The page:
Seeing Deeper into the Brain with a New MRI Sensor
Calcium signalling is essential for inter and intra-cellular neuronal communication, and efforts for improving its imaging are constantly ongoing due to the insights it would provide into neurological disorders. A significant hurdle so far has been the depth to which we can generate images; however, a team from Massachusetts Institute of Technology (MIT), Cambridge, Massachusetts, USA believes they have made a breakthrough.
When neurons are electrically active, their calcium concentration massively increases, and to date this has been detected by labelling the calcium using fluorescent molecules. This can be done both in vitro and in vivo, but as this type of fluorescence microscopy can only work at a depth of a few tenths of a millimeter, visualising the electrical activity in the interior of the brain was impossible.
Now, MIT researchers have developed a technique using MRI to bypass this problem. They have synthesised a compound containing manganese that is bound to an organic compound capable of permeating cell membranes, as well as a calcium-binding chelator. When calcium is absent, the signal from the manganese is masked due to being weakly bound to the calcium chelator and the signal is diminished; however, in instances where calcium intake is high (i.e., electrically charged neurons), the manganese is unbound and produces a brighter contrast during the MRI scan.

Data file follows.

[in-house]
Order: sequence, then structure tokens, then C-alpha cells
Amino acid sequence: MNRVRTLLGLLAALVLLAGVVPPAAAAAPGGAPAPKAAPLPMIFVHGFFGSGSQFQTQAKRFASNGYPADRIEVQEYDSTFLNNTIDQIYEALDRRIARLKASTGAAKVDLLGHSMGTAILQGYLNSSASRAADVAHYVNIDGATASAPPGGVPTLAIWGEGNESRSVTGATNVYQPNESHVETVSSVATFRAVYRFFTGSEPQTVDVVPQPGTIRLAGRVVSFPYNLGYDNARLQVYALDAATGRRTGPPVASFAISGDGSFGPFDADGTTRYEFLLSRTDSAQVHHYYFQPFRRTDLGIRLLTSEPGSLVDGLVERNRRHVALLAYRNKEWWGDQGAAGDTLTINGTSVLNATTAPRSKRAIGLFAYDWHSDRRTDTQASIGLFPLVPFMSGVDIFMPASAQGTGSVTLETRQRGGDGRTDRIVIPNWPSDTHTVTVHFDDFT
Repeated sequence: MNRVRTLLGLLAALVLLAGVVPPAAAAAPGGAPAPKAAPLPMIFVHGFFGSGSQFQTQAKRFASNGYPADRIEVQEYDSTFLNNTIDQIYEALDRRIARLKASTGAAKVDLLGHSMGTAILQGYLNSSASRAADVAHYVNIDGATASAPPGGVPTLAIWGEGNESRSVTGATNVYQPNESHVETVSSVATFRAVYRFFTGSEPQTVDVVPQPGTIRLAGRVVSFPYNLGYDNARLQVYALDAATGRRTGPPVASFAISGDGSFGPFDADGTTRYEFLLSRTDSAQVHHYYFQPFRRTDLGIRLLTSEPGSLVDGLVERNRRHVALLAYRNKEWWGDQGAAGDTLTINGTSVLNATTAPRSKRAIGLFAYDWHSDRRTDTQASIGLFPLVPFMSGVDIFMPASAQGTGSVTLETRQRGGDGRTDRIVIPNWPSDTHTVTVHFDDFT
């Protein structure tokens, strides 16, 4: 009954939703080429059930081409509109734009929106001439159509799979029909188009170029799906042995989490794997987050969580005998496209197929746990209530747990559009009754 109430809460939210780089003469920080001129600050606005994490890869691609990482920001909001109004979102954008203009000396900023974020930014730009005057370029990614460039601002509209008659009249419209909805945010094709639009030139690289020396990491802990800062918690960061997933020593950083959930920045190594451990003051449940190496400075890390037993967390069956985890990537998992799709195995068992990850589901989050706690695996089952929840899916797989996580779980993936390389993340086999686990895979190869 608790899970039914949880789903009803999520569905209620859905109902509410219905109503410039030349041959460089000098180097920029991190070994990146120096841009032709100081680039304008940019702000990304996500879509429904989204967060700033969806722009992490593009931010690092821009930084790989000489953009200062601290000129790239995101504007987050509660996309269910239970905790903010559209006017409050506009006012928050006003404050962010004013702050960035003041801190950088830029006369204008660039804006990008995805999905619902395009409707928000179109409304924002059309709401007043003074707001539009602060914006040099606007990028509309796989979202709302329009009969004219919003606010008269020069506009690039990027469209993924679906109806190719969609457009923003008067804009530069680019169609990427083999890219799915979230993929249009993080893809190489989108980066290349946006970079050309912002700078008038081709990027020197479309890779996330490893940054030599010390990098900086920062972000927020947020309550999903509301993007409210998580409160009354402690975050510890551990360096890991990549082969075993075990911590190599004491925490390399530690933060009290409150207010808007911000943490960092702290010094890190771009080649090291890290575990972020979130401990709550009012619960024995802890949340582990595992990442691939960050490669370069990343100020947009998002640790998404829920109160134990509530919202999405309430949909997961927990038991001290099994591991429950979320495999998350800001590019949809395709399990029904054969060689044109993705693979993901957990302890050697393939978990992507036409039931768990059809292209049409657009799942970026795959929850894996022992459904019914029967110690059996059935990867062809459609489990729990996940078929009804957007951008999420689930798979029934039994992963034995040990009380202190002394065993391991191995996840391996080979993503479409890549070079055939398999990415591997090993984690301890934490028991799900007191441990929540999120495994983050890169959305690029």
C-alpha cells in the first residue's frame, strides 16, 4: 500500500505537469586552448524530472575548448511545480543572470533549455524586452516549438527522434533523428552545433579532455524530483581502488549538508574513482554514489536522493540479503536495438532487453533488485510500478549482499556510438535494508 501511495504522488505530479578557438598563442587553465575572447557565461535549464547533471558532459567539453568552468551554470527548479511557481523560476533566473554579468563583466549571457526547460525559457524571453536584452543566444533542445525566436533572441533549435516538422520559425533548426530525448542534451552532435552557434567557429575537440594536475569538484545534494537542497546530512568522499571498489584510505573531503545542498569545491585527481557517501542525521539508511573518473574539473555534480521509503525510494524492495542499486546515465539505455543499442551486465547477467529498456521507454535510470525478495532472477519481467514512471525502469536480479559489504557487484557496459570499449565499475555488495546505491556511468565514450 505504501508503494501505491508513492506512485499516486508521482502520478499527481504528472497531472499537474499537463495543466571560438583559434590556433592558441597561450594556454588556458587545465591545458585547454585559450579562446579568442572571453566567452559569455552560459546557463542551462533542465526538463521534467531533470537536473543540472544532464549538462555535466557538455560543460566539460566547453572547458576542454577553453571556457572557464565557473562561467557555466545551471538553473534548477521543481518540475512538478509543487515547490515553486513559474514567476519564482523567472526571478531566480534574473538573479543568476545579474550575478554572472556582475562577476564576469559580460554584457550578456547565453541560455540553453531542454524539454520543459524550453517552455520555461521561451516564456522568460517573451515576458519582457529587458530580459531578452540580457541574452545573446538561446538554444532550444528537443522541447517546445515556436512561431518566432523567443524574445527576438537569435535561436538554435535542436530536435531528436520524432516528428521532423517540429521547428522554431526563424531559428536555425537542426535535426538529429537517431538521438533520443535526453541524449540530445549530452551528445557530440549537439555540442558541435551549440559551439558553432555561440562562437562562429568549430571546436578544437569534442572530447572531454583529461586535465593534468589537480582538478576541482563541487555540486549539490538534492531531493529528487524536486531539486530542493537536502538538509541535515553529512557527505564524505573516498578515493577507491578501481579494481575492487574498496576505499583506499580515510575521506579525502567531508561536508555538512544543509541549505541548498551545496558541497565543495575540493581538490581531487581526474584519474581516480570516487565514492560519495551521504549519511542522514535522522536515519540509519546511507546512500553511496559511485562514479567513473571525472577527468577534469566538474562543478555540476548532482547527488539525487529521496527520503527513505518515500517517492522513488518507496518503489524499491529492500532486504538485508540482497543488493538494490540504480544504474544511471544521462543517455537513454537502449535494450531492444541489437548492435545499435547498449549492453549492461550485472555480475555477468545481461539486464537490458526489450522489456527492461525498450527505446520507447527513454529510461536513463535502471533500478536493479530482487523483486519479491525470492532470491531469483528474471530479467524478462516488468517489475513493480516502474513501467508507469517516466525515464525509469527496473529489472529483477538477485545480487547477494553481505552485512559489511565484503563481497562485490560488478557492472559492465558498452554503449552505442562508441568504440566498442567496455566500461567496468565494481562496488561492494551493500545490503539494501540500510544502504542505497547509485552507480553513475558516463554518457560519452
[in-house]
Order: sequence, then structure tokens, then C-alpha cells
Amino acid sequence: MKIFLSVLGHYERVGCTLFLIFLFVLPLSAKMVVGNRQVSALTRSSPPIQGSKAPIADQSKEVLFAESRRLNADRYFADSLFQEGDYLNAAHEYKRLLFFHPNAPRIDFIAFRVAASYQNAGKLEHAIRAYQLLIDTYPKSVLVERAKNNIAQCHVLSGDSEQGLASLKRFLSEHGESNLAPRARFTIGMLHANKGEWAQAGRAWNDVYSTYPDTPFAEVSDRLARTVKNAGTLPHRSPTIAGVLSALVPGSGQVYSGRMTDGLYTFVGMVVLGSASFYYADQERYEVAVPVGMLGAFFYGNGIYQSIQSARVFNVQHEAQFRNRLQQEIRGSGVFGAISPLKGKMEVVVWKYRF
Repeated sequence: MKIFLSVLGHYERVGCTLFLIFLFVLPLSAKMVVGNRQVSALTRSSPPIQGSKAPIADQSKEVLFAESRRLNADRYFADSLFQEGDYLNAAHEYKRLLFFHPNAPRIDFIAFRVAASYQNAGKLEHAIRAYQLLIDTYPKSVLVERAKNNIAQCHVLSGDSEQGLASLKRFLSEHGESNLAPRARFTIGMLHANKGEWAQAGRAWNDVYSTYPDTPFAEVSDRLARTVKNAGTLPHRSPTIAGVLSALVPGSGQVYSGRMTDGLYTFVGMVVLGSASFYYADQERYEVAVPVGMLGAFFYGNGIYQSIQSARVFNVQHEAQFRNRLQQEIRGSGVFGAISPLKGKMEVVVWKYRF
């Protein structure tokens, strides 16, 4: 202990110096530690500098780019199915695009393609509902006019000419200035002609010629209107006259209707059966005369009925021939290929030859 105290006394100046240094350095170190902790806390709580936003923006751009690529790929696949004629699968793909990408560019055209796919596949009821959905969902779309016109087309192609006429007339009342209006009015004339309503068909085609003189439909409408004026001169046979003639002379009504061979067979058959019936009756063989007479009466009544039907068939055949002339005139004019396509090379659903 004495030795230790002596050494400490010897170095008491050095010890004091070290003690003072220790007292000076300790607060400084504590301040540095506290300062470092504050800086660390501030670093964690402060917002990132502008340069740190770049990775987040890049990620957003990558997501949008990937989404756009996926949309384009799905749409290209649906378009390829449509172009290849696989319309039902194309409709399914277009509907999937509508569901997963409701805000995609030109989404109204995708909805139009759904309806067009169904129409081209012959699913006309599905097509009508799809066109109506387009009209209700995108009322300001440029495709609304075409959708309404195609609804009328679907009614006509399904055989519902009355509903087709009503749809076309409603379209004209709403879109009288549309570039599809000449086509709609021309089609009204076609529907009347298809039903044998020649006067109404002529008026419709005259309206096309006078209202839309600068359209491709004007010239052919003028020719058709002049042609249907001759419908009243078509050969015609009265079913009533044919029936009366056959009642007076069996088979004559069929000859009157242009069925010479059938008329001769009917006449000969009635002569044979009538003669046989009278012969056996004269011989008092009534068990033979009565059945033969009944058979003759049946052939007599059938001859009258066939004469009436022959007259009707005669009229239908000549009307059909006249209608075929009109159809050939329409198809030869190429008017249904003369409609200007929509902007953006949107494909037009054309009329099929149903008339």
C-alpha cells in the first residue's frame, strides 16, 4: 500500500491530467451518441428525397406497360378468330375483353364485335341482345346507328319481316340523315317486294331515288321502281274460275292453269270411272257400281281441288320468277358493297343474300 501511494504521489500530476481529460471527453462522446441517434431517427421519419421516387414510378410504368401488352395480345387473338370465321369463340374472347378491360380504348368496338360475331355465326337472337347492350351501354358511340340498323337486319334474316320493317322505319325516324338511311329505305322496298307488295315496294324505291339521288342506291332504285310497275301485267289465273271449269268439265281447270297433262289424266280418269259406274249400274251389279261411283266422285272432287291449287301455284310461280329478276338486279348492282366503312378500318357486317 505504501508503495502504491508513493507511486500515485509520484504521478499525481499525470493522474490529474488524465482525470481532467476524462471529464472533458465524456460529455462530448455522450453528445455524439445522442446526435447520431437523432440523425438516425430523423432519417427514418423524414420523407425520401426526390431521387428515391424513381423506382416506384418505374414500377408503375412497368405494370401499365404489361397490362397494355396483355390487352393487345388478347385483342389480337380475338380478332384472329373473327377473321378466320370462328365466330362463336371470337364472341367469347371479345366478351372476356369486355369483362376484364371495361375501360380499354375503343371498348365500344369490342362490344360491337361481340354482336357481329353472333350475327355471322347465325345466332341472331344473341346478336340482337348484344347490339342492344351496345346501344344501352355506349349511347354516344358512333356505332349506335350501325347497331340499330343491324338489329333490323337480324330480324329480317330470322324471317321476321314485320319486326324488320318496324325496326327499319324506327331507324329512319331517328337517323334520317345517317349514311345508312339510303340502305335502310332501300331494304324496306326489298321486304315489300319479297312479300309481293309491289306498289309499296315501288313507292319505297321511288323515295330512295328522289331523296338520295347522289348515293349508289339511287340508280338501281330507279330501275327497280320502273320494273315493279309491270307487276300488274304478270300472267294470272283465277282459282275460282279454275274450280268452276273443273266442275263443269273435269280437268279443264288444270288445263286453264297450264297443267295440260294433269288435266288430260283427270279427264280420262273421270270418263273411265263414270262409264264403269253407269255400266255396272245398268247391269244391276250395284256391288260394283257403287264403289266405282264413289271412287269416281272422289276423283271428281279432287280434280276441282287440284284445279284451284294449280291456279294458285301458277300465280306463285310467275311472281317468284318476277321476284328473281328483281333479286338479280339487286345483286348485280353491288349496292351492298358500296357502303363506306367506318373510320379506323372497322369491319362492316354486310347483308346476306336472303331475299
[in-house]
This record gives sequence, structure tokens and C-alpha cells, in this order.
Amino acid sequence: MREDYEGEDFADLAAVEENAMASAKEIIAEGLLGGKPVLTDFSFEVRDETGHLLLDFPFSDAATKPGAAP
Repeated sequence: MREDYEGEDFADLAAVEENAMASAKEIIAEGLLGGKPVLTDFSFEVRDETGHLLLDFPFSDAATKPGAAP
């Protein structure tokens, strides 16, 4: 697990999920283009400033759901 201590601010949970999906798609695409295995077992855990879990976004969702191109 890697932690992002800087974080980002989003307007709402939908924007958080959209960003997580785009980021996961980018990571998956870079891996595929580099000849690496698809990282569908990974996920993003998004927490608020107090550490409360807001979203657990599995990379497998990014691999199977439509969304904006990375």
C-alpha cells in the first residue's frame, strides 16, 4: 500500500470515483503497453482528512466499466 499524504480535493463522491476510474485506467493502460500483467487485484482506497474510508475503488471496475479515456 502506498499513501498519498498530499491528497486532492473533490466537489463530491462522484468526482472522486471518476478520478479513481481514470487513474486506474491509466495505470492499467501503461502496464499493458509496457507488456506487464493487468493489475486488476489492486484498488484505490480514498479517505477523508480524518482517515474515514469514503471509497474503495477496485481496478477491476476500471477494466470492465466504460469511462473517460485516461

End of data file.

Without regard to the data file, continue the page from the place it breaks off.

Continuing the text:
The team were able to demonstrate the method’s effectiveness in rats, successfully measuring calcium dynamics with their sensor following stimulation with potassium ions. Temporal and spatial neuronal activity can now be measured deep within the brain, looking specifically at sub-sets with defined functions.
Senior author Prof Alan Jasanoff, MIT, comments: ‘‘This could be useful for figuring out how different structures in the brain work together to process stimuli or co-ordinate behaviour.’’
Beyond the neurological applications, the group speculates that the technique could even be used for diagnostic purposes in other organs that rely on calcium, such as the heart, as well as for analysing calcium function in other processes, such as immune cell activation.